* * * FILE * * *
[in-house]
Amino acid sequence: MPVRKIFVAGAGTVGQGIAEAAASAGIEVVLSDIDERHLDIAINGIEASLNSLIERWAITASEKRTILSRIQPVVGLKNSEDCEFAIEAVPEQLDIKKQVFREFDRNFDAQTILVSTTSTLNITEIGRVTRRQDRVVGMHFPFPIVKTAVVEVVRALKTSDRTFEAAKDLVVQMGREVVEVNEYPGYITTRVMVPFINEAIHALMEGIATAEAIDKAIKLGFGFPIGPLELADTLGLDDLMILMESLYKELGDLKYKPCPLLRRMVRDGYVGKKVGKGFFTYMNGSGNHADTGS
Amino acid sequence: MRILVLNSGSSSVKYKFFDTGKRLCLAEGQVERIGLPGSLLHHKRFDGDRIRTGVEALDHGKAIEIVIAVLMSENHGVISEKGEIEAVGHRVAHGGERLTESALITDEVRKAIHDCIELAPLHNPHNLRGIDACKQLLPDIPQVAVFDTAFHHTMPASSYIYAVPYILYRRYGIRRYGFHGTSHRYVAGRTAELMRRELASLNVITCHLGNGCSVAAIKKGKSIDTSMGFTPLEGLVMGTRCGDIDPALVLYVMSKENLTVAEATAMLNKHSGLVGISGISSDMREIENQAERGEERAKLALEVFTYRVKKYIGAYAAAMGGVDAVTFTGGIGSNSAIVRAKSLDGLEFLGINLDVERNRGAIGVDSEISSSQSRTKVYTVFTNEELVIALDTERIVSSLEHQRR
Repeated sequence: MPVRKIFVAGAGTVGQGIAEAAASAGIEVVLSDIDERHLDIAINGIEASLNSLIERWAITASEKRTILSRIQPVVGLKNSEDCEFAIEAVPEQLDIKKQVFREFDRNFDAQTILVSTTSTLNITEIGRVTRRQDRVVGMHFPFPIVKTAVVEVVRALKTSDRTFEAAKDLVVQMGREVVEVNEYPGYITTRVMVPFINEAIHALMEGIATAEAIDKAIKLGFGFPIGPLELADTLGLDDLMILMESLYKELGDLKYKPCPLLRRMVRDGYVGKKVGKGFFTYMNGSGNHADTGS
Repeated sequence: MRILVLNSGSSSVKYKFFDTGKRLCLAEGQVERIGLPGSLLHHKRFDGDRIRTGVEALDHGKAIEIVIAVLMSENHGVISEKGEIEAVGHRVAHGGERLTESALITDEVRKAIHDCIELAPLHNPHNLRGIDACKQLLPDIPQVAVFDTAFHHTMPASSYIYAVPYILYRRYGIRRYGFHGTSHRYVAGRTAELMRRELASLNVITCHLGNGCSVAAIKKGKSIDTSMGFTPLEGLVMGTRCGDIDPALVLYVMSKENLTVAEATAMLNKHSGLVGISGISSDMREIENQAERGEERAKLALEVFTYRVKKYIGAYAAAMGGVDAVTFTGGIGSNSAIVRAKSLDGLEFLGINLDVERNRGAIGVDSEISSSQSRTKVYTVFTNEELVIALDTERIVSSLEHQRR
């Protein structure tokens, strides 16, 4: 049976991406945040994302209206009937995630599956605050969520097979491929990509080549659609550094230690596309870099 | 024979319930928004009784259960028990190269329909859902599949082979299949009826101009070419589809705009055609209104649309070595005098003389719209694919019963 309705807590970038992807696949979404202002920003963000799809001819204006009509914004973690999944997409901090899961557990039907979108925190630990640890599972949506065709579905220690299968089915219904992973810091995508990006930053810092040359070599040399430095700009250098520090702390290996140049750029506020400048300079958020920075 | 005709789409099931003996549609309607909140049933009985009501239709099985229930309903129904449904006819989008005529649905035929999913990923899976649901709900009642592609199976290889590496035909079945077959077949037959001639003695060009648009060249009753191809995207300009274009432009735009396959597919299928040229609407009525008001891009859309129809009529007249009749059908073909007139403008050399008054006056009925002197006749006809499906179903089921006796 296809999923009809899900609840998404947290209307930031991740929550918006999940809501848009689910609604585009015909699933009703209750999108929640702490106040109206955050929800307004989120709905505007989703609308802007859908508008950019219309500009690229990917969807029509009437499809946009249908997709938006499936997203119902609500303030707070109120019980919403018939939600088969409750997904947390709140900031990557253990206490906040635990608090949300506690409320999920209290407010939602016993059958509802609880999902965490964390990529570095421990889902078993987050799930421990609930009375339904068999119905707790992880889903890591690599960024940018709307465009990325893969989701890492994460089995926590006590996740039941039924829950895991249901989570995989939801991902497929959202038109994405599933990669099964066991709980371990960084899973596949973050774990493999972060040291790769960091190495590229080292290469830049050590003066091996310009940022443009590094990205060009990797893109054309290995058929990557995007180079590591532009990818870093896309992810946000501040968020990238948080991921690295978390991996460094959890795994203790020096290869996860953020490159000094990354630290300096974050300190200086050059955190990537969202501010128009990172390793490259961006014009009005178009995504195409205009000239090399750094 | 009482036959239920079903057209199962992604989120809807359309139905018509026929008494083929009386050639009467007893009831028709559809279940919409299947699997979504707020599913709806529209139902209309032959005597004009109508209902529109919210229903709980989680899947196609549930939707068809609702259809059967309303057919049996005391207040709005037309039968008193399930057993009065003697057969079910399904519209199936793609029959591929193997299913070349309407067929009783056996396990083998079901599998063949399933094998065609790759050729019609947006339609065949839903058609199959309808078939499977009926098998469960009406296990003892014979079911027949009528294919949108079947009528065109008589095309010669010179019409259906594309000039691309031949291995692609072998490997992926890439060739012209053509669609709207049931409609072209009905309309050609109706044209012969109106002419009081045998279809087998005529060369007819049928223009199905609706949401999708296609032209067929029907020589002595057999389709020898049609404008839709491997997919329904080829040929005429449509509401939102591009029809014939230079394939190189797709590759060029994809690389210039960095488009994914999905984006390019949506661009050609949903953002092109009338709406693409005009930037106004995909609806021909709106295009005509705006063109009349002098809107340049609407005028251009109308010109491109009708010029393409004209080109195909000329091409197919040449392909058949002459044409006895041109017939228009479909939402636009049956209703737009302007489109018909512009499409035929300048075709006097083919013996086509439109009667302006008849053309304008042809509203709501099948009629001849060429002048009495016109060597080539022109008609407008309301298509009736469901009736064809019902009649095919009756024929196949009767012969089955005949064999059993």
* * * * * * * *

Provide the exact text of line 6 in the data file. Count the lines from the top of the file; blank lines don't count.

């Protein structure tokens, strides 16, 4: 049976991406945040994302209206009937995630599956605050969520097979491929990509080549659609550094230690596309870099 | 024979319930928004009784259960028990190269329909859902599949082979299949009826101009070419589809705009055609209104649309070595005098003389719209694919019963 309705807590970038992807696949979404202002920003963000799809001819204006009509914004973690999944997409901090899961557990039907979108925190630990640890599972949506065709579905220690299968089915219904992973810091995508990006930053810092040359070599040399430095700009250098520090702390290996140049750029506020400048300079958020920075 | 005709789409099931003996549609309607909140049933009985009501239709099985229930309903129904449904006819989008005529649905035929999913990923899976649901709900009642592609199976290889590496035909079945077959077949037959001639003695060009648009060249009753191809995207300009274009432009735009396959597919299928040229609407009525008001891009859309129809009529007249009749059908073909007139403008050399008054006056009925002197006749006809499906179903089921006796 296809999923009809899900609840998404947290209307930031991740929550918006999940809501848009689910609604585009015909699933009703209750999108929640702490106040109206955050929800307004989120709905505007989703609308802007859908508008950019219309500009690229990917969807029509009437499809946009249908997709938006499936997203119902609500303030707070109120019980919403018939939600088969409750997904947390709140900031990557253990206490906040635990608090949300506690409320999920209290407010939602016993059958509802609880999902965490964390990529570095421990889902078993987050799930421990609930009375339904068999119905707790992880889903890591690599960024940018709307465009990325893969989701890492994460089995926590006590996740039941039924829950895991249901989570995989939801991902497929959202038109994405599933990669099964066991709980371990960084899973596949973050774990493999972060040291790769960091190495590229080292290469830049050590003066091996310009940022443009590094990205060009990797893109054309290995058929990557995007180079590591532009990818870093896309992810946000501040968020990238948080991921690295978390991996460094959890795994203790020096290869996860953020490159000094990354630290300096974050300190200086050059955190990537969202501010128009990172390793490259961006014009009005178009995504195409205009000239090399750094 | 009482036959239920079903057209199962992604989120809807359309139905018509026929008494083929009386050639009467007893009831028709559809279940919409299947699997979504707020599913709806529209139902209309032959005597004009109508209902529109919210229903709980989680899947196609549930939707068809609702259809059967309303057919049996005391207040709005037309039968008193399930057993009065003697057969079910399904519209199936793609029959591929193997299913070349309407067929009783056996396990083998079901599998063949399933094998065609790759050729019609947006339609065949839903058609199959309808078939499977009926098998469960009406296990003892014979079911027949009528294919949108079947009528065109008589095309010669010179019409259906594309000039691309031949291995692609072998490997992926890439060739012209053509669609709207049931409609072209009905309309050609109706044209012969109106002419009081045998279809087998005529060369007819049928223009199905609706949401999708296609032209067929029907020589002595057999389709020898049609404008839709491997997919329904080829040929005429449509509401939102591009029809014939230079394939190189797709590759060029994809690389210039960095488009994914999905984006390019949506661009050609949903953002092109009338709406693409005009930037106004995909609806021909709106295009005509705006063109009349002098809107340049609407005028251009109308010109491109009708010029393409004209080109195909000329091409197919040449392909058949002459044409006895041109017939228009479909939402636009049956209703737009302007489109018909512009499409035929300048075709006097083919013996086509439109009667302006008849053309304008042809509203709501099948009629001849060429002048009495016109060597080539022109008609407008309301298509009736469901009736064809019902009649095919009756024929196949009767012969089955005949064999059993």